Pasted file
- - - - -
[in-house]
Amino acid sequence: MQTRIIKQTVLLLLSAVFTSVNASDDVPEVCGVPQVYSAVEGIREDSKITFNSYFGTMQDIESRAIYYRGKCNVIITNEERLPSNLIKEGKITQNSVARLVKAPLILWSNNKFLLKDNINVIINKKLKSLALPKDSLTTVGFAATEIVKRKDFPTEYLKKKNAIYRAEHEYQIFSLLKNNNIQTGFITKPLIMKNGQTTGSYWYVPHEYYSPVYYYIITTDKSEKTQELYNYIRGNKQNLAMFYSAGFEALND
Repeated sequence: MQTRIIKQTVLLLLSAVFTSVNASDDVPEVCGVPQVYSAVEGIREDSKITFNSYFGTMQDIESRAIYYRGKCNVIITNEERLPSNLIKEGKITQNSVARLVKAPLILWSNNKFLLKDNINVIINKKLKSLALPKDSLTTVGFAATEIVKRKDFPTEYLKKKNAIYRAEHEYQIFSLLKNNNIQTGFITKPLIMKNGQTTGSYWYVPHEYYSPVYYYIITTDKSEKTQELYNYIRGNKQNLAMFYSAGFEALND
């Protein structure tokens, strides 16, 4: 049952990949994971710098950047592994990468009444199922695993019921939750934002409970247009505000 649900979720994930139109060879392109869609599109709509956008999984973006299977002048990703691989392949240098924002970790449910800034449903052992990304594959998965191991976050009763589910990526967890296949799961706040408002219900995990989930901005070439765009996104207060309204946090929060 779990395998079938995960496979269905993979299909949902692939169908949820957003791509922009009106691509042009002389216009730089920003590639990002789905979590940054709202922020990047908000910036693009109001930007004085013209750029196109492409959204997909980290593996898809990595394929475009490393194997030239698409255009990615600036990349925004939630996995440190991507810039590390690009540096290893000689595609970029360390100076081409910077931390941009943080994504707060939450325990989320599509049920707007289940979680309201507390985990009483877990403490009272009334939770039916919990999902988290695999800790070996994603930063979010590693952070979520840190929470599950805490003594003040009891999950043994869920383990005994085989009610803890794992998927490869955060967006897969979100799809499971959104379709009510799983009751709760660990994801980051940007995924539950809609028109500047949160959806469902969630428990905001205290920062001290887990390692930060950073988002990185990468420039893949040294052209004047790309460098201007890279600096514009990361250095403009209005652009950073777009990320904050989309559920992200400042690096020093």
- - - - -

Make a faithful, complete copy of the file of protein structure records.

[in-house]
Amino acid sequence: MQTRIIKQTVLLLLSAVFTSVNASDDVPEVCGVPQVYSAVEGIREDSKITFNSYFGTMQDIESRAIYYRGKCNVIITNEERLPSNLIKEGKITQNSVARLVKAPLILWSNNKFLLKDNINVIINKKLKSLALPKDSLTTVGFAATEIVKRKDFPTEYLKKKNAIYRAEHEYQIFSLLKNNNIQTGFITKPLIMKNGQTTGSYWYVPHEYYSPVYYYIITTDKSEKTQELYNYIRGNKQNLAMFYSAGFEALND
Repeated sequence: MQTRIIKQTVLLLLSAVFTSVNASDDVPEVCGVPQVYSAVEGIREDSKITFNSYFGTMQDIESRAIYYRGKCNVIITNEERLPSNLIKEGKITQNSVARLVKAPLILWSNNKFLLKDNINVIINKKLKSLALPKDSLTTVGFAATEIVKRKDFPTEYLKKKNAIYRAEHEYQIFSLLKNNNIQTGFITKPLIMKNGQTTGSYWYVPHEYYSPVYYYIITTDKSEKTQELYNYIRGNKQNLAMFYSAGFEALND
């Protein structure tokens, strides 16, 4: 049952990949994971710098950047592994990468009444199922695993019921939750934002409970247009505000 649900979720994930139109060879392109869609599109709509956008999984973006299977002048990703691989392949240098924002970790449910800034449903052992990304594959998965191991976050009763589910990526967890296949799961706040408002219900995990989930901005070439765009996104207060309204946090929060 779990395998079938995960496979269905993979299909949902692939169908949820957003791509922009009106691509042009002389216009730089920003590639990002789905979590940054709202922020990047908000910036693009109001930007004085013209750029196109492409959204997909980290593996898809990595394929475009490393194997030239698409255009990615600036990349925004939630996995440190991507810039590390690009540096290893000689595609970029360390100076081409910077931390941009943080994504707060939450325990989320599509049920707007289940979680309201507390985990009483877990403490009272009334939770039916919990999902988290695999800790070996994603930063979010590693952070979520840190929470599950805490003594003040009891999950043994869920383990005994085989009610803890794992998927490869955060967006897969979100799809499971959104379709009510799983009751709760660990994801980051940007995924539950809609028109500047949160959806469902969630428990905001205290920062001290887990390692930060950073988002990185990468420039893949040294052209004047790309460098201007890279600096514009990361250095403009209005652009950073777009990320904050989309559920992200400042690096020093």